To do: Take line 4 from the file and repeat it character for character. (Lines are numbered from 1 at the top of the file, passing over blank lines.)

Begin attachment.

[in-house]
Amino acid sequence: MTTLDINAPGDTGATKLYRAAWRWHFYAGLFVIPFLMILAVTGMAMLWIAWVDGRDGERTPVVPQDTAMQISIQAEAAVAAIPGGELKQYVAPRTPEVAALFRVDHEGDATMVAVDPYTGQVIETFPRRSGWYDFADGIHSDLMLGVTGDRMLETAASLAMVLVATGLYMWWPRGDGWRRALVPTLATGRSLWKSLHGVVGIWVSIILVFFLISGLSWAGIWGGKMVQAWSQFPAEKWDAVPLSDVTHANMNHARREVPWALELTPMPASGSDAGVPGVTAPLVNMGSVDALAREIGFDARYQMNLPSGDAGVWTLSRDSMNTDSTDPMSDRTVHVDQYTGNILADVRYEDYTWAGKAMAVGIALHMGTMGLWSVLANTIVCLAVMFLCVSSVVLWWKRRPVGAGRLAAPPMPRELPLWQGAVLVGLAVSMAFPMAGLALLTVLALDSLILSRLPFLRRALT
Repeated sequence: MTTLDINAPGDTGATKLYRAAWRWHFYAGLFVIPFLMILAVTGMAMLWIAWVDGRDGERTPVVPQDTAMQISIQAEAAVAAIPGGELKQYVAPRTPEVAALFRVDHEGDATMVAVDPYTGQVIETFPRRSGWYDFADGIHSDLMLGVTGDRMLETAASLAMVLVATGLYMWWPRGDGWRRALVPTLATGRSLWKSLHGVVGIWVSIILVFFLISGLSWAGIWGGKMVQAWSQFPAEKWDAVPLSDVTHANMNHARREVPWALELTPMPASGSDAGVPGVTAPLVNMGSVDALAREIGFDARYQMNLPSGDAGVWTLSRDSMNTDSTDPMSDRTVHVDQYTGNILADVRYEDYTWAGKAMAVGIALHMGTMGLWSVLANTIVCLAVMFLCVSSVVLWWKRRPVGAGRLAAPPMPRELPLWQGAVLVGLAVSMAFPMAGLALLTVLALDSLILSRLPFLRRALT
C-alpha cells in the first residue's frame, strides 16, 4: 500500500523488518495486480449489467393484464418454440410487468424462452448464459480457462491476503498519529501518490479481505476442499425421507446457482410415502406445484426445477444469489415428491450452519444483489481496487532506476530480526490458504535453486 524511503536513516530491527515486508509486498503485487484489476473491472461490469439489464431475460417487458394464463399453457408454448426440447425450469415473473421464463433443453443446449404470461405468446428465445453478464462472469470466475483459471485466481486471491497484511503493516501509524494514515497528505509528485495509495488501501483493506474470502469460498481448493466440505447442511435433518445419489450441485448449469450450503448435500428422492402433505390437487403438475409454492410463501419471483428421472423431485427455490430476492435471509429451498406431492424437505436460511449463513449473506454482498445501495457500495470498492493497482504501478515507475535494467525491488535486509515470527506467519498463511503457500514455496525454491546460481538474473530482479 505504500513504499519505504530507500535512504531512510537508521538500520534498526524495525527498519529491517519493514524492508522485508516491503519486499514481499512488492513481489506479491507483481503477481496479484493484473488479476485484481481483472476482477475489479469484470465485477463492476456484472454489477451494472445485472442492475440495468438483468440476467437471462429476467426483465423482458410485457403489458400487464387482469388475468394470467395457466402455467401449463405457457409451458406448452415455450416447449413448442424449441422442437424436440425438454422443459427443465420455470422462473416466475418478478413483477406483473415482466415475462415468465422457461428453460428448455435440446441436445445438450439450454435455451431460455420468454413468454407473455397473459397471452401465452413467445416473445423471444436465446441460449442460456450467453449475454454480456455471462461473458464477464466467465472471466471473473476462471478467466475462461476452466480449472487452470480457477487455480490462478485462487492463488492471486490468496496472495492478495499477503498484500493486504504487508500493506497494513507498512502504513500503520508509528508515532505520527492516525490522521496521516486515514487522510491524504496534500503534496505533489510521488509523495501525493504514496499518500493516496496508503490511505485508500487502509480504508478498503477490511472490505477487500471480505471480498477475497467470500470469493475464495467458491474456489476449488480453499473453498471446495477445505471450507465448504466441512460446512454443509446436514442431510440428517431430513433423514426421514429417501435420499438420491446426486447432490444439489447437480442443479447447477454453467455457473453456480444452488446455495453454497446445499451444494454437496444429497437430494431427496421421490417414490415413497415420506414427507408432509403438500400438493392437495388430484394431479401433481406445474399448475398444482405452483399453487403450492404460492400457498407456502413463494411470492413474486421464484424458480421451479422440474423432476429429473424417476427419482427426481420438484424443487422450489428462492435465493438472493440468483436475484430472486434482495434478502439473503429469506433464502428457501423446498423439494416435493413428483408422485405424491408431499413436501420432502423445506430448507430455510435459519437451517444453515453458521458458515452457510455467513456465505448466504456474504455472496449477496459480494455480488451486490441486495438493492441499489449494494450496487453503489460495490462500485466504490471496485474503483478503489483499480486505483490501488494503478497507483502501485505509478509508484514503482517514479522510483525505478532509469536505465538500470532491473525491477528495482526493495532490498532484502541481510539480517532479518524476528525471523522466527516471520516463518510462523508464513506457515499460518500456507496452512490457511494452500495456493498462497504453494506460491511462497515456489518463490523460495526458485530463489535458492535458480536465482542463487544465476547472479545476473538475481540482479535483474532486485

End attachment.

C-alpha cells in the first residue's frame, strides 16, 4: 500500500523488518495486480449489467393484464418454440410487468424462452448464459480457462491476503498519529501518490479481505476442499425421507446457482410415502406445484426445477444469489415428491450452519444483489481496487532506476530480526490458504535453486 524511503536513516530491527515486508509486498503485487484489476473491472461490469439489464431475460417487458394464463399453457408454448426440447425450469415473473421464463433443453443446449404470461405468446428465445453478464462472469470466475483459471485466481486471491497484511503493516501509524494514515497528505509528485495509495488501501483493506474470502469460498481448493466440505447442511435433518445419489450441485448449469450450503448435500428422492402433505390437487403438475409454492410463501419471483428421472423431485427455490430476492435471509429451498406431492424437505436460511449463513449473506454482498445501495457500495470498492493497482504501478515507475535494467525491488535486509515470527506467519498463511503457500514455496525454491546460481538474473530482479 505504500513504499519505504530507500535512504531512510537508521538500520534498526524495525527498519529491517519493514524492508522485508516491503519486499514481499512488492513481489506479491507483481503477481496479484493484473488479476485484481481483472476482477475489479469484470465485477463492476456484472454489477451494472445485472442492475440495468438483468440476467437471462429476467426483465423482458410485457403489458400487464387482469388475468394470467395457466402455467401449463405457457409451458406448452415455450416447449413448442424449441422442437424436440425438454422443459427443465420455470422462473416466475418478478413483477406483473415482466415475462415468465422457461428453460428448455435440446441436445445438450439450454435455451431460455420468454413468454407473455397473459397471452401465452413467445416473445423471444436465446441460449442460456450467453449475454454480456455471462461473458464477464466467465472471466471473473476462471478467466475462461476452466480449472487452470480457477487455480490462478485462487492463488492471486490468496496472495492478495499477503498484500493486504504487508500493506497494513507498512502504513500503520508509528508515532505520527492516525490522521496521516486515514487522510491524504496534500503534496505533489510521488509523495501525493504514496499518500493516496496508503490511505485508500487502509480504508478498503477490511472490505477487500471480505471480498477475497467470500470469493475464495467458491474456489476449488480453499473453498471446495477445505471450507465448504466441512460446512454443509446436514442431510440428517431430513433423514426421514429417501435420499438420491446426486447432490444439489447437480442443479447447477454453467455457473453456480444452488446455495453454497446445499451444494454437496444429497437430494431427496421421490417414490415413497415420506414427507408432509403438500400438493392437495388430484394431479401433481406445474399448475398444482405452483399453487403450492404460492400457498407456502413463494411470492413474486421464484424458480421451479422440474423432476429429473424417476427419482427426481420438484424443487422450489428462492435465493438472493440468483436475484430472486434482495434478502439473503429469506433464502428457501423446498423439494416435493413428483408422485405424491408431499413436501420432502423445506430448507430455510435459519437451517444453515453458521458458515452457510455467513456465505448466504456474504455472496449477496459480494455480488451486490441486495438493492441499489449494494450496487453503489460495490462500485466504490471496485474503483478503489483499480486505483490501488494503478497507483502501485505509478509508484514503482517514479522510483525505478532509469536505465538500470532491473525491477528495482526493495532490498532484502541481510539480517532479518524476528525471523522466527516471520516463518510462523508464513506457515499460518500456507496452512490457511494452500495456493498462497504453494506460491511462497515456489518463490523460495526458485530463489535458492535458480536465482542463487544465476547472479545476473538475481540482479535483474532486485